Maggie Hilderbran has been a math and science person ever since elementary school. She often watched Star Trek with her dad as a child and always felt fascinated by space.
Coming to UNC, Maggie decided to be a physics major. But after taking a few religious studies classes, she realized she had another interest and began to pursue a double major that led her to become the University's 18th Marshall Scholar.
Religious studies and physics may appear to be disparate fields, but Hilderbran, a senior, said they both seek to answer the deeply philosophical questions that people have grappled with for centuries.
“They both get at these kind of big-picture questions," Hilderbran said. "What are humans doing here in the universe? What is the nature of our universe? How does our society work?”
As a Marshall Scholar, Hilderbran will pursue a master's degree in science and religion at the University of Edinburgh and another in space exploration systems at the University of Leicester. The program provides tuition, living expenses and an additional grant funding for up to 40 Americans yearly to pursue graduate-level education in any field of study at any U.K. institution.
Hilderbran’s choice of study is motivated by her desire to perform astrophysical research at NASA. She wants to be able to communicate with members of the public, especially those without scientific expertise.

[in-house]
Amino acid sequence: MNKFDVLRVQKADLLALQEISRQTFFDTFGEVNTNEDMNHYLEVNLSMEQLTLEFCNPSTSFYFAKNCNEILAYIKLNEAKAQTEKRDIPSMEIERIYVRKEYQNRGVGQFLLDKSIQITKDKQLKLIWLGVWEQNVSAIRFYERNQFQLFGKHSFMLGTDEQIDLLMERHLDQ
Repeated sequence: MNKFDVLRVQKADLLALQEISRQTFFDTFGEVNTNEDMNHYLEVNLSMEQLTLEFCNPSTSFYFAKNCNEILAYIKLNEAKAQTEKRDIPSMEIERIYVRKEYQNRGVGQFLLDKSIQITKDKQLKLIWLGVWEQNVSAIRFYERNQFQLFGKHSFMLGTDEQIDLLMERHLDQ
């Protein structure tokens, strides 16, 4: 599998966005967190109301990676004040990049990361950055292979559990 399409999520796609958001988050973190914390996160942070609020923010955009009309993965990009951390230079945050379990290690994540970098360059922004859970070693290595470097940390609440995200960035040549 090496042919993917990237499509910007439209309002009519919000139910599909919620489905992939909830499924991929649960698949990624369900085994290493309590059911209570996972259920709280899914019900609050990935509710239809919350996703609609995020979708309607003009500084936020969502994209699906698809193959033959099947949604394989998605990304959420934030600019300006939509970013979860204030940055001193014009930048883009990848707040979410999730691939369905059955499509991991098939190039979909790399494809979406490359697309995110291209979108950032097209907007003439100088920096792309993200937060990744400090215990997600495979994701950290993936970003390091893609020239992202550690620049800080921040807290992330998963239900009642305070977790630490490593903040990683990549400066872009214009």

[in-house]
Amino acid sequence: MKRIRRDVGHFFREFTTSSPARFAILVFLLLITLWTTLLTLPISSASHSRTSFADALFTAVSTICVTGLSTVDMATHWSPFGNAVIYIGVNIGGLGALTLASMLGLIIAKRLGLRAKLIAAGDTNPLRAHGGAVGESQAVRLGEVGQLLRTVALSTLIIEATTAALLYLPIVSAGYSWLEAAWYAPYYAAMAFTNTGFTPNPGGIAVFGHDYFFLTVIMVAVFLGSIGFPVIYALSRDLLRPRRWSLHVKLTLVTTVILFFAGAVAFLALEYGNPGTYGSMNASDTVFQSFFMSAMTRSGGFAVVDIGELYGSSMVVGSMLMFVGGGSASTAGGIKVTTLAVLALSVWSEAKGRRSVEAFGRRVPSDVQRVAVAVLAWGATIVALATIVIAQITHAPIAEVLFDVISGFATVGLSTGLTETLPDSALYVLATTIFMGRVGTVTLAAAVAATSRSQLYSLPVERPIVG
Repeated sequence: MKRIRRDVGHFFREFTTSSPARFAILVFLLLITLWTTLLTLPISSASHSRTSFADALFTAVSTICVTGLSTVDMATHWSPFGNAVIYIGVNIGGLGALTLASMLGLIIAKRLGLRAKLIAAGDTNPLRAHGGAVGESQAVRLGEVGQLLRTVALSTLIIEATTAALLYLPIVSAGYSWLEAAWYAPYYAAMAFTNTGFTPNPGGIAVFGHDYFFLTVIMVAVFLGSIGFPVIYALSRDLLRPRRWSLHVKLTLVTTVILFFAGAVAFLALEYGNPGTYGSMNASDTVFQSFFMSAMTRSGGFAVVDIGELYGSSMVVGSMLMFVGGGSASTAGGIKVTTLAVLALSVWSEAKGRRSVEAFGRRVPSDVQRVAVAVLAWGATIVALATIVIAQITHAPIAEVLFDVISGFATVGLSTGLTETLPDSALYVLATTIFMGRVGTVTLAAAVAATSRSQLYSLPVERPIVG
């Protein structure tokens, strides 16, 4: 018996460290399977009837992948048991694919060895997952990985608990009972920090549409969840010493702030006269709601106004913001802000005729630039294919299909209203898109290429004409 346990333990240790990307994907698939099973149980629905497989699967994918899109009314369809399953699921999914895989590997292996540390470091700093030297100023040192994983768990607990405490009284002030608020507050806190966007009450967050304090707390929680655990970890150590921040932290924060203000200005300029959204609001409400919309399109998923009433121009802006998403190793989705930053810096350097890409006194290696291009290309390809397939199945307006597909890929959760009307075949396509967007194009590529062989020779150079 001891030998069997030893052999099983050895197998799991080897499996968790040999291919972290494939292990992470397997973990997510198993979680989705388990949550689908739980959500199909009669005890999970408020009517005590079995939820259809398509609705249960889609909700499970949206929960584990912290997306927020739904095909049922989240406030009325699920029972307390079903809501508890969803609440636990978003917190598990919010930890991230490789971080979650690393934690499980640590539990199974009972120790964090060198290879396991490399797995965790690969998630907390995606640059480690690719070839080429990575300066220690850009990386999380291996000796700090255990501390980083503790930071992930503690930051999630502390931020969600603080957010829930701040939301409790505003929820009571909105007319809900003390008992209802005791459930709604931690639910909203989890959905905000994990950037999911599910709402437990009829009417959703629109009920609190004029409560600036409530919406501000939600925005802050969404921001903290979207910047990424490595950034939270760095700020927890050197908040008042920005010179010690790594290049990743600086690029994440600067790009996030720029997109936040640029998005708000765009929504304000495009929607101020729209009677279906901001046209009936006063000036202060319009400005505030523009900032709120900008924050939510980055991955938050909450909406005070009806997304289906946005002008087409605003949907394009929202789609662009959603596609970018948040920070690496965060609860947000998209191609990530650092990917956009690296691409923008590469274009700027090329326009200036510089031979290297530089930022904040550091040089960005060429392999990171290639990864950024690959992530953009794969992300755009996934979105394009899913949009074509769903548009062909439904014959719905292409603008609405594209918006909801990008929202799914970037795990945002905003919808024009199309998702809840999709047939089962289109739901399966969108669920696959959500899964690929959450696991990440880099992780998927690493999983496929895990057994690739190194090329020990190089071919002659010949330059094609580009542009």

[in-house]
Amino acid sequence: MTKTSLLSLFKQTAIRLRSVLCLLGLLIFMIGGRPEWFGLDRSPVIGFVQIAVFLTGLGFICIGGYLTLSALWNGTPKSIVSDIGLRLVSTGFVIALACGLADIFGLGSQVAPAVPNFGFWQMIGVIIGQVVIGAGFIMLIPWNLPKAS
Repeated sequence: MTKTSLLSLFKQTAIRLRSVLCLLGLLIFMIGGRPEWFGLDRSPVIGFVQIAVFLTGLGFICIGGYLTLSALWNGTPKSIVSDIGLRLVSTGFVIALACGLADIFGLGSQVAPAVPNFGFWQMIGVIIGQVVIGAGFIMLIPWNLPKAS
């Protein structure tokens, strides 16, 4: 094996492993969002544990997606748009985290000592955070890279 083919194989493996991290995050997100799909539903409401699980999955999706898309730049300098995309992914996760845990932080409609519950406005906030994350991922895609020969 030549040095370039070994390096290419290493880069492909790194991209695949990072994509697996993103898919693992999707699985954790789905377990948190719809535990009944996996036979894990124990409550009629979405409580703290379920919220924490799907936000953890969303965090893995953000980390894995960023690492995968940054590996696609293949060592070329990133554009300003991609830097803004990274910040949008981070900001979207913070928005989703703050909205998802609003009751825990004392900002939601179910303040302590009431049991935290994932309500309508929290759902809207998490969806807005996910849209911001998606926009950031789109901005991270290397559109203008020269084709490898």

“Wanting to work at NASA, in a public agency and doing science for the public using taxpayer dollars, to me it’s really important to be able to figure out how to explain the science properly and be able to communicate to people why this kind of work is important,” Hilderbran said.
The desire to put others first is also a driving force behind Hilderbran’s professional goals. She said she wants humanity to have a better understanding of its place in the universe.
“I want to be doing something that is good for people and meaningful for people,” Hilderbran said. “So I’m hoping in whatever career path I take, it’s something where I’m not just producing knowledge, but hopefully that knowledge is inspiring people or creating some sort of tangible benefit.”